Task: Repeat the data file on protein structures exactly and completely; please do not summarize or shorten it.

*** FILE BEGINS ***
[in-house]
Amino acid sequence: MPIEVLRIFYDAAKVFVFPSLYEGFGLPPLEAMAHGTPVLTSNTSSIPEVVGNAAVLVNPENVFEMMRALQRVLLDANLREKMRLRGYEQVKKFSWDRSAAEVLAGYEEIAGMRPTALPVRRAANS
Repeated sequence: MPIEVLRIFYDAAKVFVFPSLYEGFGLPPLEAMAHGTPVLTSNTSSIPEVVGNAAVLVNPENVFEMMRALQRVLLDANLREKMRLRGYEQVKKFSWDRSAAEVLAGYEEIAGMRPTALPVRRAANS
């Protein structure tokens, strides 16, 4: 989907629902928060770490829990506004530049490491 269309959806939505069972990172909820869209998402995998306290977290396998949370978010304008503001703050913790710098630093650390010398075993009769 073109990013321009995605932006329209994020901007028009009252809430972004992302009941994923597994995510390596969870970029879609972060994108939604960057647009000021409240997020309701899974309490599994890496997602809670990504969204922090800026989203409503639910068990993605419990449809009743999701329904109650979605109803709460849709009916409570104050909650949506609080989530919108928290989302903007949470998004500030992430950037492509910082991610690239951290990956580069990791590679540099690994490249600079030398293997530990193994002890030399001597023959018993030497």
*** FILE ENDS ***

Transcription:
[in-house]
Amino acid sequence: MPIEVLRIFYDAAKVFVFPSLYEGFGLPPLEAMAHGTPVLTSNTSSIPEVVGNAAVLVNPENVFEMMRALQRVLLDANLREKMRLRGYEQVKKFSWDRSAAEVLAGYEEIAGMRPTALPVRRAANS
Repeated sequence: MPIEVLRIFYDAAKVFVFPSLYEGFGLPPLEAMAHGTPVLTSNTSSIPEVVGNAAVLVNPENVFEMMRALQRVLLDANLREKMRLRGYEQVKKFSWDRSAAEVLAGYEEIAGMRPTALPVRRAANS
């Protein structure tokens, strides 16, 4: 989907629902928060770490829990506004530049490491 269309959806939505069972990172909820869209998402995998306290977290396998949370978010304008503001703050913790710098630093650390010398075993009769 073109990013321009995605932006329209994020901007028009009252809430972004992302009941994923597994995510390596969870970029879609972060994108939604960057647009000021409240997020309701899974309490599994890496997602809670990504969204922090800026989203409503639910068990993605419990449809009743999701329904109650979605109803709460849709009916409570104050909650949506609080989530919108928290989302903007949470998004500030992430950037492509910082991610690239951290990956580069990791590679540099690994490249600079030398293997530990193994002890030399001597023959018993030497």